Entries in PCB (5)


PCB Business Card

I’ve been seeing a lot of printed circuit board (PCB) business cards on the internet these days, particularly on hackaday, so I decided to jump on the nerd bandwagon and make my own. I searched google images for inspiration and found this one, which I thought looked pretty awesome. So I copied the general layout, but with a few minor changes. First, I designed my own circuit using a Propeller chip, 8 0603 (very small) LED’s, and a surface mount (SMT) battery holder. Second, instead of having white text on a black solder mask, I put the QR code and text on the solder mask layer. That way, the silver board will subtly show through from underneath.

I put the order in to Gold Phoenix last week. I choose their normal 155 in2 deal. It’s a really good price - without any option it’s $110. In my case, I ordered their thinnest PCB material, and added black solder mask. The total came out to $130 with shipping to the US. Expensive business cards at $6 each, but I don’t anticipate handing out too many and it would have cost way more if I had ordered them from an American company.

Here’s the board as sent to Gold Phoenix.Gerbv render of the Gerber files sent to Gold Phoenix

As for the circuit, it really is overkill. I’m not actually going to be able to afford to populate the boards, but as long as I didn’t make any errors, it should work. The the propeller chip is $8, and all the other parts added to the price of the bare board will bring this card to almost $18.PCB business card schematic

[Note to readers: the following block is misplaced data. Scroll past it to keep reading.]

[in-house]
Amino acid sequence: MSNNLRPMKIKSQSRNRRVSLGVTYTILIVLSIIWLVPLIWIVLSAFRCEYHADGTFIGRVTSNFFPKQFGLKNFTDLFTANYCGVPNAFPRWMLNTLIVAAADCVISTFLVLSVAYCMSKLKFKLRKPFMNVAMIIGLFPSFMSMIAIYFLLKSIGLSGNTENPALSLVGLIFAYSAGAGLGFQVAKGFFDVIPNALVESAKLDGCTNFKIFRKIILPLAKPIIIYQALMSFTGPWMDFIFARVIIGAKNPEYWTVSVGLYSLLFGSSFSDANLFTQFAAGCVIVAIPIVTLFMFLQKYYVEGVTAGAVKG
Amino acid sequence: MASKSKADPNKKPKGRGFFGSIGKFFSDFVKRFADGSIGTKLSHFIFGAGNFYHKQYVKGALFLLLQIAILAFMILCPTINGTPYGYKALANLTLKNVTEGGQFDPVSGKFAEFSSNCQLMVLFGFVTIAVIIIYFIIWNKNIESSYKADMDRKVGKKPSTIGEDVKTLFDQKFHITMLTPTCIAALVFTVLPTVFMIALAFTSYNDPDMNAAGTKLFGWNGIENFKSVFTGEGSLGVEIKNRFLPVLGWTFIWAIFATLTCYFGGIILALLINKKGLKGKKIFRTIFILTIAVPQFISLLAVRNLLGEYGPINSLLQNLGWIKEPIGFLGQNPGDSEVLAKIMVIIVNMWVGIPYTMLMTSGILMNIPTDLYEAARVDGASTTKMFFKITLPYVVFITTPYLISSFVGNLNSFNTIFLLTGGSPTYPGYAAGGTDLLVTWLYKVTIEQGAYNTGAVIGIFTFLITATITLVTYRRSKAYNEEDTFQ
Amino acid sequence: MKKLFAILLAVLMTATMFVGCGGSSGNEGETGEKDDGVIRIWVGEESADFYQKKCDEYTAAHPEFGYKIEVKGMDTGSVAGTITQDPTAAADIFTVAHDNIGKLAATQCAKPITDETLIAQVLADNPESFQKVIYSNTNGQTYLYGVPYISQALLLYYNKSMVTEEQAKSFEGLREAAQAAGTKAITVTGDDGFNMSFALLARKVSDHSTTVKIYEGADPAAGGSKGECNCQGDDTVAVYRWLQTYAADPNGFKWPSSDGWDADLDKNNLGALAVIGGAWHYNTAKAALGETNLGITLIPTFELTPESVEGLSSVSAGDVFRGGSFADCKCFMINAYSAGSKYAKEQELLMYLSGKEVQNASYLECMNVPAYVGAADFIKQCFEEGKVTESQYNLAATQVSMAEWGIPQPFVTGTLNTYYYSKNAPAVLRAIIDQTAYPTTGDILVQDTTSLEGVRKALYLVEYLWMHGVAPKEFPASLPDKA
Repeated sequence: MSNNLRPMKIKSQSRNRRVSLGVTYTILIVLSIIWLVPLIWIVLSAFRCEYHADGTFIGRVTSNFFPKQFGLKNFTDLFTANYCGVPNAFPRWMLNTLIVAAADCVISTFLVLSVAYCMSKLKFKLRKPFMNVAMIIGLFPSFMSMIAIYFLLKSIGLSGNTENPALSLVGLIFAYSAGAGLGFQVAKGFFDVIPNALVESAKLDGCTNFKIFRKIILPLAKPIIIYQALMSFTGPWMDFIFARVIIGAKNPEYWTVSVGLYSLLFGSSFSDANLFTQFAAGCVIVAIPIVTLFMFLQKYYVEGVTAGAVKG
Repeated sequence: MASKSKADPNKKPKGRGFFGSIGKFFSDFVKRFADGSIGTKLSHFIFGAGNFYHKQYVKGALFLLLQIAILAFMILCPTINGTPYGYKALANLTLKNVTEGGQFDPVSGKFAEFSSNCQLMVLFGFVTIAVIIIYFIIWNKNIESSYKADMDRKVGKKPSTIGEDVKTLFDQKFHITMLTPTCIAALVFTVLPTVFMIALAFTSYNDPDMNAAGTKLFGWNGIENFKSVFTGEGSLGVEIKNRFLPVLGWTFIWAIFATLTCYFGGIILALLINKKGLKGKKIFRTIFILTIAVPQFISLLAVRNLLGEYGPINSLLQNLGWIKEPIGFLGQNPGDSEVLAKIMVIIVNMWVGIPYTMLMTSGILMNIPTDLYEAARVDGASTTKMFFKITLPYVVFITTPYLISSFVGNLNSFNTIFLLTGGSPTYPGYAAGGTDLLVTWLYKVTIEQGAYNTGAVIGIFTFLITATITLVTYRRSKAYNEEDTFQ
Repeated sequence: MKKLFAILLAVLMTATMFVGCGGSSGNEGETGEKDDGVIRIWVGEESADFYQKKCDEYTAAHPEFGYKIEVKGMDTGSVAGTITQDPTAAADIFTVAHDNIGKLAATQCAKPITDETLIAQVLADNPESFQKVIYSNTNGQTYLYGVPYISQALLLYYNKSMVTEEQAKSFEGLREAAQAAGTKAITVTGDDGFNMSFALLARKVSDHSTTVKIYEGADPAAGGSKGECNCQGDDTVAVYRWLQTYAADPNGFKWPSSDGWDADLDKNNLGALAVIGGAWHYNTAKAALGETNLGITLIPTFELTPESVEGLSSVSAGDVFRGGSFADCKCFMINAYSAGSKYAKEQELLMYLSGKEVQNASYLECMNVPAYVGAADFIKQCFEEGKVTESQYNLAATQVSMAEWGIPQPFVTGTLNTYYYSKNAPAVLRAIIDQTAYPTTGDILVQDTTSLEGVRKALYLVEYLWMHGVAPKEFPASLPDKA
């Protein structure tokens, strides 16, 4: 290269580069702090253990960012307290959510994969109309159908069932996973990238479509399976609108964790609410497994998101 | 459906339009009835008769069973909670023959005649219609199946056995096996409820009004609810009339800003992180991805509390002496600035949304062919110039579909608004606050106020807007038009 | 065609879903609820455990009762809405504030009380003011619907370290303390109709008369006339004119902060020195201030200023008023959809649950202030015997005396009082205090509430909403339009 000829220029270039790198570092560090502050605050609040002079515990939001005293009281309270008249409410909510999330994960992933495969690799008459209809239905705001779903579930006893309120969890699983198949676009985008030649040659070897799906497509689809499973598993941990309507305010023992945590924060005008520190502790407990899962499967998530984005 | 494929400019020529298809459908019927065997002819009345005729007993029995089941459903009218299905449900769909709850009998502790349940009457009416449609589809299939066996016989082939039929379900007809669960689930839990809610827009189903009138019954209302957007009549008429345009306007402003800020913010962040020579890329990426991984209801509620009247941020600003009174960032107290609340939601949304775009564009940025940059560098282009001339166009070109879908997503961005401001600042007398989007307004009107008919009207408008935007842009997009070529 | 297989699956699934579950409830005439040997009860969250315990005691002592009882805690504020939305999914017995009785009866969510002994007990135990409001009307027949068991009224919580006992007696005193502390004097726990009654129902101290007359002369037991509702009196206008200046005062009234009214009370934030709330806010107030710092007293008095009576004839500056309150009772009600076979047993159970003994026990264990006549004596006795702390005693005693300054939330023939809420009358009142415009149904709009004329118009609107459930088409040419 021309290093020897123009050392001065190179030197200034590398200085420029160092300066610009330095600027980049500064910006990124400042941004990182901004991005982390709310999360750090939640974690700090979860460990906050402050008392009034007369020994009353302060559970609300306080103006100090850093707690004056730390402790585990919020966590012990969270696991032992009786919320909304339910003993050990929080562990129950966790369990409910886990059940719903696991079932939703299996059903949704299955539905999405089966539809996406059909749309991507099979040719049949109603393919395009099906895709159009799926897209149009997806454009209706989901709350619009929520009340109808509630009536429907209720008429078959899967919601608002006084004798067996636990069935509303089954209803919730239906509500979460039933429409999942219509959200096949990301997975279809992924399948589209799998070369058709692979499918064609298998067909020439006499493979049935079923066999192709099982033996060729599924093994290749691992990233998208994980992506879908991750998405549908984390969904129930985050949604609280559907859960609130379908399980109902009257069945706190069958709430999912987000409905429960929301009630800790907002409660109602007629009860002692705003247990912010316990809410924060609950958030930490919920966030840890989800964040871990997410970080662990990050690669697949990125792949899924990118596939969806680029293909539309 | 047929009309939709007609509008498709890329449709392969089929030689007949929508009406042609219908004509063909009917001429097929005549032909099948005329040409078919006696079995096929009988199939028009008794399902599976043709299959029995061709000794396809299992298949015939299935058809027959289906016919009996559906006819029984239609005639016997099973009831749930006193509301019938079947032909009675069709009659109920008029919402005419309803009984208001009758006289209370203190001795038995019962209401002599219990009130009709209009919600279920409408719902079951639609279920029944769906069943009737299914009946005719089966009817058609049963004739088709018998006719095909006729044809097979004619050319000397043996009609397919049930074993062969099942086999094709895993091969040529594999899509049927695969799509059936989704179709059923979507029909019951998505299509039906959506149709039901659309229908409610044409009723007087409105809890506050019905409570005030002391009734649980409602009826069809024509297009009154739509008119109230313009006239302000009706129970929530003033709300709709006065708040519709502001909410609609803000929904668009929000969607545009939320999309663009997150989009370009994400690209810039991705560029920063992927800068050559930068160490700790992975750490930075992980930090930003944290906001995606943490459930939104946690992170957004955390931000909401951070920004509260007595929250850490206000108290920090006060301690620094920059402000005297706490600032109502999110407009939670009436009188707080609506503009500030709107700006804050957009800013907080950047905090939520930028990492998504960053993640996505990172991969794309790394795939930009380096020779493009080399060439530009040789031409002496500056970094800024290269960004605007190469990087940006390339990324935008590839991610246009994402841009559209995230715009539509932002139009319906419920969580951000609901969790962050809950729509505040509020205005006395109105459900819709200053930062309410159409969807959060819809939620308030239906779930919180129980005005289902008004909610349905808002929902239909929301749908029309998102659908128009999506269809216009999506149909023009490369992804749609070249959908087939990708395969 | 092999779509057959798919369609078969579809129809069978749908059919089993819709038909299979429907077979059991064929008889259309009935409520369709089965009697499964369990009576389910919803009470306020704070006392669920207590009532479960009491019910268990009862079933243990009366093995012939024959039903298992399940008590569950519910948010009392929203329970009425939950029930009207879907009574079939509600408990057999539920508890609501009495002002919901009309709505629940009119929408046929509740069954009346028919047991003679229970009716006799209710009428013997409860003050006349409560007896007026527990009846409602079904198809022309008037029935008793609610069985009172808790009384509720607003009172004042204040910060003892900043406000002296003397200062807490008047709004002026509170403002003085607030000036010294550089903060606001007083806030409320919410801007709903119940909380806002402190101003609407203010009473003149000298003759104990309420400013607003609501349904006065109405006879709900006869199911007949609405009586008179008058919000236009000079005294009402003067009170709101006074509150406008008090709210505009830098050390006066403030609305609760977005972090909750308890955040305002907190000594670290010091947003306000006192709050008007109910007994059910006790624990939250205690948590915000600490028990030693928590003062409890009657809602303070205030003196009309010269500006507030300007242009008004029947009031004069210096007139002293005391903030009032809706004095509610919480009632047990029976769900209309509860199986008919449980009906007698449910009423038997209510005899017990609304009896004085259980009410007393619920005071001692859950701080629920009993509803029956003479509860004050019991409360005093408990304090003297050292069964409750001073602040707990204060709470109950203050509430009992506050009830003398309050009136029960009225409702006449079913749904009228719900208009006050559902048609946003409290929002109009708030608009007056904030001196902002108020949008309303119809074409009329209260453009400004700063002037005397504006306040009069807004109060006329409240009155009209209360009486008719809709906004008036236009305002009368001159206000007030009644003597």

Download the Eagle Cad files.


Matrix Badge

So, last year I spent close to 100 hours laying out my smallest circuit board, even to this date. The only problem is that I couldn't get it to work. I think I figured it out. I made the mistake of designing the board around a quad flat no-leads, or QFN, Propeller Chip microcontroller. In hindsight, I should have used a quad flat package, or QFP. QFN's are notoriously difficult to solder, and still often develope solder bridges. A solder bridge is a when two or more adjacent pins develop a 'slick' of solder that bridges the pins, making them electrically connected.

Cut to a few days ago. I got 4 boards in the mail from Advanced Circuits. A couple weeks before that I put in a new order for my matrix boards, with a few minor tweeks to the original design. This time I elongated the pads for the QFN prop chip. Hopefully this will wick the extra solder away from the Prop's pads and help prevent bridges. We'll see.

Old QFN (small pads)New QFN version (notice the elongated pads)

I realized I have explained what the boards do; here's a summary:

  • Parallax Propeller chip
  • 64 0603 surface mount LED's arranged in an 8x8 row/column matrix
  • Two choices of lithium polomer battery
  • On-board battery charging when plugged into USB, via MAX1555 chip
  • USB programming via FTDI FT232RL chip

The point of the board is to allow the user to program it to display messages on the 64 LED's. Another possibility reccomended to me on the Propeller forum is to Program it to play Conway's Game of Life.

I've been extra busy in school these days, so I'm not sure when I'll get a change to solder up one of the new boards. But I'll be sure to post my results here. For now, I'll leave you with a photo of the tightest (in both senses) board I've designed. Sorry for the blurry iPhone photo



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